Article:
Mitchell Osborne PGDip, BSc (Hons) - Self-compassion is meant for you 

The idea of generating compassion to help improve well-being actually stems from ancient Buddhism. Studies have proven its effectiveness too. Research has found that by developing our compassion, we can create positive effects on our brain and our immune system.

The three affect systems

One of the key theories behind compassion-focused therapy is that within our brain there are interconnecting ‘systems’ that need to be managed to improve mental health.

The threat system - This system is protection-focused. This means it will be on high alert for perceived threats and will react with feelings like anger, anxiety and other protective emotions.

The drive system - This system motivates us to get resources and is excitement-focused. As well as focusing on getting basic needs met, like food and shelter, this system is also keen for us to achieve goals like passing a test or succeeding on a date. It’s related to feelings of excitement and arousal.

The contentment system - The ‘soothing’ system. This is triggered when there is no perceived threat or when nothing needs to be achieved. It makes us feel calm, peaceful and safe. This leads to us feeling content, happy and socially connected.

It’s believed that when these systems become unbalanced, it can lead to problems. The aim of compassion-focused therapy therefore is to regain the balance between the systems. The focus is typically on developing the contentment system to help regulate the other two systems.

Techniques used in CFT

There are lots of different tools and techniques used within compassion-focused therapy, some of which are drawn from other therapies. The primary technique used is called compassionate mind training, or CMT. This aims to help people experience compassion and develop non-condemning attributes.

Here are some of the techniques and exercises that may be used:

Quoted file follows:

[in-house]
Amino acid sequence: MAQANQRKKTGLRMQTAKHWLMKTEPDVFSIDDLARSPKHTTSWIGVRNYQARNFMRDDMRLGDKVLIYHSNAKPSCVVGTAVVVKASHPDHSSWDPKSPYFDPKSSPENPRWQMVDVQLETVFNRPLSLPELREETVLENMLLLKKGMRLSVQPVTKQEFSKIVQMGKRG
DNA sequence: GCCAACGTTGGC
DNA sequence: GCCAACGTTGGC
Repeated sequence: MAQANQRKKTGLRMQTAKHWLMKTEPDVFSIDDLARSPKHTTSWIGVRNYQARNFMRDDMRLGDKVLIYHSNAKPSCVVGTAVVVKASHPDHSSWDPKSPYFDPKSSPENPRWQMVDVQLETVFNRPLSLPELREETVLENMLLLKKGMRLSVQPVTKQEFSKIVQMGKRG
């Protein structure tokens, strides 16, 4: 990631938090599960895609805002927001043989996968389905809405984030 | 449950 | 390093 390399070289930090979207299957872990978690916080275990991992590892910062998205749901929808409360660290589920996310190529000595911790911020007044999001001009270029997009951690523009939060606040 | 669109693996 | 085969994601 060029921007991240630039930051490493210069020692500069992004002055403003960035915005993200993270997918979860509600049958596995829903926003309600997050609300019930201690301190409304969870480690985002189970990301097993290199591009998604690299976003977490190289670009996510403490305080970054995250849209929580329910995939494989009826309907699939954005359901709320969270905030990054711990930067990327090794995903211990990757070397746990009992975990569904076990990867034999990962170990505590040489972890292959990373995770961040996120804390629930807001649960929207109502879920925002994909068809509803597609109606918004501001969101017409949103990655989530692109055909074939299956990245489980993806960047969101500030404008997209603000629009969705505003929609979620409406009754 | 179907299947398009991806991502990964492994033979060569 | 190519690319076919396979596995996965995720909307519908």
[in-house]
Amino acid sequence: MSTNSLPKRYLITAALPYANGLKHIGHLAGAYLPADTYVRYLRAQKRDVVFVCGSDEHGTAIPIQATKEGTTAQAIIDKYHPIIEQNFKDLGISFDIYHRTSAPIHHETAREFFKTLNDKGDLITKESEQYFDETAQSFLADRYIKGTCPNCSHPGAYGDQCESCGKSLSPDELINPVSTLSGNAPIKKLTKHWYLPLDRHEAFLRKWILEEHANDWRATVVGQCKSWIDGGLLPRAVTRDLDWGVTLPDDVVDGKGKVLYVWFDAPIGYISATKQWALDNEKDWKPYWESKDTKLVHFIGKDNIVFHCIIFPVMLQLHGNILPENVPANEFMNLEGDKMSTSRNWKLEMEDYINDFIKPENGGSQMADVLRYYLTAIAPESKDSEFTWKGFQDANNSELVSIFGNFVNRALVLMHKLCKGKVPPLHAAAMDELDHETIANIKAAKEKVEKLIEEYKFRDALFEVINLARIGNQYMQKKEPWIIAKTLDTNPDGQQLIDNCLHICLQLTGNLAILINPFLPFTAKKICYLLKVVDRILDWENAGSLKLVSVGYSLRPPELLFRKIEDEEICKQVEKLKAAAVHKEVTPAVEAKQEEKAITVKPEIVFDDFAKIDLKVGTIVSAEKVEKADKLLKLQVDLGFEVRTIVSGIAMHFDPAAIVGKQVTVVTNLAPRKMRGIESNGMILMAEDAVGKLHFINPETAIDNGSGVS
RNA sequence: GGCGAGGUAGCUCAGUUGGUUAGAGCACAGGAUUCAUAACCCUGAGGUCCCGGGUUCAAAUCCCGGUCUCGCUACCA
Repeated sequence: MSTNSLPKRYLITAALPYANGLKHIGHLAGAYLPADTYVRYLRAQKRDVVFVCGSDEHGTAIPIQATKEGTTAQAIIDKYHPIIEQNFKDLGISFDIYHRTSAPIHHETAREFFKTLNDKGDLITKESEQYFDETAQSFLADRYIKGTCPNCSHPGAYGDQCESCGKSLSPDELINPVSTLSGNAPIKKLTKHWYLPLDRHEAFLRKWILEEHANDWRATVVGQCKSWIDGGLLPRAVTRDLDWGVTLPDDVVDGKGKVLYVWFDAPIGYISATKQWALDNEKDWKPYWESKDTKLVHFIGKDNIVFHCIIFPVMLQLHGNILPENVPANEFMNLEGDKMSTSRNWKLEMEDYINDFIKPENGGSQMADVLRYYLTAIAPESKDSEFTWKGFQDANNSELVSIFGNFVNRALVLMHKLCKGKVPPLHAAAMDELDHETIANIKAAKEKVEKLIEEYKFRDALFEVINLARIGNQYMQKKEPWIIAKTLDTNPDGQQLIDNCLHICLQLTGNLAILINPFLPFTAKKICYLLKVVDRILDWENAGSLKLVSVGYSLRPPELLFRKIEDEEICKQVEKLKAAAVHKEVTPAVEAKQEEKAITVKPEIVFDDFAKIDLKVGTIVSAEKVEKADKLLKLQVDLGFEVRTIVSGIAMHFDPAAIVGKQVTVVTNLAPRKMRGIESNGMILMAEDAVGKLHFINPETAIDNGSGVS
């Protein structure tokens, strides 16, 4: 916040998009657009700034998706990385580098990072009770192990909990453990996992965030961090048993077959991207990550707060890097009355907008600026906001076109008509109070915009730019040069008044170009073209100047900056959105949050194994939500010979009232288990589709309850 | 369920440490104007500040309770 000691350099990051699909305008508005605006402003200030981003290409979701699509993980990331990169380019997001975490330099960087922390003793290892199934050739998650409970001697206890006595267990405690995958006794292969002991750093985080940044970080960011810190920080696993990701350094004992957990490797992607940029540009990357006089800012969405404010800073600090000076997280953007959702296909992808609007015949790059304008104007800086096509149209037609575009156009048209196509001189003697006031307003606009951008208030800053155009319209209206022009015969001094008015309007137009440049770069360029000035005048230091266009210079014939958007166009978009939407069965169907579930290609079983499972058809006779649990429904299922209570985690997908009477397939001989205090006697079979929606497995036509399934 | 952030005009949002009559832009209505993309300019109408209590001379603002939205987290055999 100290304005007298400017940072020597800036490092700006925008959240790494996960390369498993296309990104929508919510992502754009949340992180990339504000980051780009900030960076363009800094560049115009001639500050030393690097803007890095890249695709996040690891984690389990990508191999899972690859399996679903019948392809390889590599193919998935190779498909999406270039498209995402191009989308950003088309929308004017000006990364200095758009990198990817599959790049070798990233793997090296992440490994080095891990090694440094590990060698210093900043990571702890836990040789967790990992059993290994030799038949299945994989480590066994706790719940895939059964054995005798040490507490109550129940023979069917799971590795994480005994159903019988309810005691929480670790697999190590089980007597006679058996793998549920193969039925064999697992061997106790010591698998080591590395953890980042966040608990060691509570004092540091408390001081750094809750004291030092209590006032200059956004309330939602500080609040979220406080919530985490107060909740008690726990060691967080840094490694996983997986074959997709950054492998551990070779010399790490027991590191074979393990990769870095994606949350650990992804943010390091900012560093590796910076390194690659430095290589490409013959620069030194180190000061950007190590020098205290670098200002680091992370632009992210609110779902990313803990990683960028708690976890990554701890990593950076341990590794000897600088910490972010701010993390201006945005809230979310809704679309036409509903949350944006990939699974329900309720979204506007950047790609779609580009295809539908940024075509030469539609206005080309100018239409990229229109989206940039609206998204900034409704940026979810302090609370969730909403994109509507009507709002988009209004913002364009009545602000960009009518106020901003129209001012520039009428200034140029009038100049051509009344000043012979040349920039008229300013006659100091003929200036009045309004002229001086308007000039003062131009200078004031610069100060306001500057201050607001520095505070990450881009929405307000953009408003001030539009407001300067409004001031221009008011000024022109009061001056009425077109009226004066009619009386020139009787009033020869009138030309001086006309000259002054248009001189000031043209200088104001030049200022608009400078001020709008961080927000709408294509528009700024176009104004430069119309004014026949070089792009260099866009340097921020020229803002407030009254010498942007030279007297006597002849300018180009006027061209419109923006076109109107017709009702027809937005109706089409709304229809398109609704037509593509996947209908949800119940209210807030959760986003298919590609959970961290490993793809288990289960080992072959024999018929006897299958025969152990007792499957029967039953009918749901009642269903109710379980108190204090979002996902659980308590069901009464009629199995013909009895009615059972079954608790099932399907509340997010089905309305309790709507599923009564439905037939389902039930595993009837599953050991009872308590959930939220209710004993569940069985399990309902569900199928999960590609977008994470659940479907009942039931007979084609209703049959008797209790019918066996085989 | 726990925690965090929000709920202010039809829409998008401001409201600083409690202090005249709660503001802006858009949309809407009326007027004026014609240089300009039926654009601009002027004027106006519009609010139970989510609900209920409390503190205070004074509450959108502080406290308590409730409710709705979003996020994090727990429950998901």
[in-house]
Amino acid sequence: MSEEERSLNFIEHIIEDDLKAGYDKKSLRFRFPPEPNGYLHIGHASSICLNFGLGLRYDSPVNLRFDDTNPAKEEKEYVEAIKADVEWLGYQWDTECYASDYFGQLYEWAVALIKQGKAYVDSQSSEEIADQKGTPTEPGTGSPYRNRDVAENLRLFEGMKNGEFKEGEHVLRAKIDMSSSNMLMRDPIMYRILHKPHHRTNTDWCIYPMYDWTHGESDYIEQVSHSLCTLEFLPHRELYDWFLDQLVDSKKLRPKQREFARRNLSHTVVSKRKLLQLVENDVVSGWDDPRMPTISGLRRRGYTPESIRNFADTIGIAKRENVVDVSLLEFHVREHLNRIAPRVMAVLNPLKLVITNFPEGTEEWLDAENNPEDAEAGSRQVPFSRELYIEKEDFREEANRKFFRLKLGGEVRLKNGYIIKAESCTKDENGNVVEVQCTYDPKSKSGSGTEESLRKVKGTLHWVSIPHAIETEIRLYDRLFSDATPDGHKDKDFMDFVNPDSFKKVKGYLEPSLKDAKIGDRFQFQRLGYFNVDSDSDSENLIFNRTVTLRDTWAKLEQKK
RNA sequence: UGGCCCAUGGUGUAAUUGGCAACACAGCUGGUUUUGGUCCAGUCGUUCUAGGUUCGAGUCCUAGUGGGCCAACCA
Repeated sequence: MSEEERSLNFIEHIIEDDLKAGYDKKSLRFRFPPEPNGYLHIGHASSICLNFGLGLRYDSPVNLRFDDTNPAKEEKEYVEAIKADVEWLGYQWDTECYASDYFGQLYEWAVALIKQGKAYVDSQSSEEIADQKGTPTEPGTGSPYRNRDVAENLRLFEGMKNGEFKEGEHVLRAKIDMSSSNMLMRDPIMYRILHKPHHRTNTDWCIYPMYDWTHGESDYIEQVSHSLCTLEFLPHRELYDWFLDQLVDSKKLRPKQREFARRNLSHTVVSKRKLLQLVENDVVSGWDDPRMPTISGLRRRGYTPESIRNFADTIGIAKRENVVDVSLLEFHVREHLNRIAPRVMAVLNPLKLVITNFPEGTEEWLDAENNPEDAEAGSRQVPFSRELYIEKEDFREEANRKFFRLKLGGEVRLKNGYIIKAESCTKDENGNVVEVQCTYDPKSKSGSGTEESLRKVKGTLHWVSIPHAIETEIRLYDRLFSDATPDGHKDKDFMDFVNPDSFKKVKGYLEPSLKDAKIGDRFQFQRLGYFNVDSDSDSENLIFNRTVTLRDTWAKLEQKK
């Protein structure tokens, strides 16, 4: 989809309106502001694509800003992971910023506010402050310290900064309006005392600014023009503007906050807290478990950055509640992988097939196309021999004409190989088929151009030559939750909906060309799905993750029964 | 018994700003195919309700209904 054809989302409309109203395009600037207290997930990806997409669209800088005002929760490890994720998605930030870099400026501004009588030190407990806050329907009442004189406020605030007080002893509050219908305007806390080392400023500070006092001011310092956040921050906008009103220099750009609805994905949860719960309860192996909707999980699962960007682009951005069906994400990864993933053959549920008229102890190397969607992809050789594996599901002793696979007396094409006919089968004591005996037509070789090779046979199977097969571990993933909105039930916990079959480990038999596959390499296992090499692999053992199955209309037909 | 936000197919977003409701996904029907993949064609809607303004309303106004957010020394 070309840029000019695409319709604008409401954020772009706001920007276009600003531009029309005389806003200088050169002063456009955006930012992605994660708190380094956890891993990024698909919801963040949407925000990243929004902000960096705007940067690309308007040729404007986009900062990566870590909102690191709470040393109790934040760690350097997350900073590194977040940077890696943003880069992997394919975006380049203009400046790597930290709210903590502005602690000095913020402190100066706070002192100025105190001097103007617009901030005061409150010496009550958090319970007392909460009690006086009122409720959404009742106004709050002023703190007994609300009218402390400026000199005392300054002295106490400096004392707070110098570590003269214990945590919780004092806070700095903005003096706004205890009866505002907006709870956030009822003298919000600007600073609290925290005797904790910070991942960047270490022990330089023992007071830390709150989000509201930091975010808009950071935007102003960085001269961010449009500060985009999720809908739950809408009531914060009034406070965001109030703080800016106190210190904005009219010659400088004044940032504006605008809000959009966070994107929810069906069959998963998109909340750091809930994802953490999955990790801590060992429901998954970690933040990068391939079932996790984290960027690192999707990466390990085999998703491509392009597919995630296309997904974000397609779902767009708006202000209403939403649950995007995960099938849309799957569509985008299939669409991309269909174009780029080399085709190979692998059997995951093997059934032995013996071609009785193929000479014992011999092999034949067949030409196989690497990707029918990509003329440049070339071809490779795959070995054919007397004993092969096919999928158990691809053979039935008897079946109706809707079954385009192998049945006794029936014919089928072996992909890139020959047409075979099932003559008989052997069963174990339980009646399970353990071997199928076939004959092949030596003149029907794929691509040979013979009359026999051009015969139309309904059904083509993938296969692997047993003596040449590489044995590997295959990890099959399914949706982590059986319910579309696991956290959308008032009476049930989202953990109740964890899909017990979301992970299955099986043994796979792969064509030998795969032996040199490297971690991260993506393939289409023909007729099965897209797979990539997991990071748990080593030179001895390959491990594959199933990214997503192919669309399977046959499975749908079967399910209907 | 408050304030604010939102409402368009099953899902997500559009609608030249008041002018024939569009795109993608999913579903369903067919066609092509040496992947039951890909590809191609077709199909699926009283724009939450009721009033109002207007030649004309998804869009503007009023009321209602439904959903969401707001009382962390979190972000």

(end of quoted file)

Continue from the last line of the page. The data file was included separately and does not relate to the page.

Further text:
Mindfulness - This helps you learn how to pay attention to the present moment without judgement.

Appreciation exercises - These may include making a list of things you like in life, the aim is to help you savour the moment, notice when something enjoyable happens and other positive, rewarding behaviours.

Compassion-focused imagery exercises - These may involve guided memories and fantasies to help stimulate the soothing system.

For those who struggle to experience or express compassion, questioning techniques may be used to help identify (and remedy) what could be causing this.

Who can it help?

Compassion-focused therapy is particularly helpful for those who have the following:

  • deep feelings of shame or guilt
  • a history of bullying
  • a history of physical or emotional abuse
  • an unrelenting inner critic
  • difficulties trusting
  • difficulties (or an inability) to feel kind towards themselves

It can therefore be helpful for those with the following mental health challenges:

The nature of compassion-focused therapy means it can be challenging for some people. For example, if someone is afraid of compassion, doesn’t believe they are worthy of support or is struggling with intense anger or rage.

With the support and guidance of a counsellor, individuals can begin to heal at a pace that suits them. And if you feel that CFT isn’t right for you, that’s OK too. Talking to your GP about your options or exploring other types of therapy can help you figure out what would be best suited to you.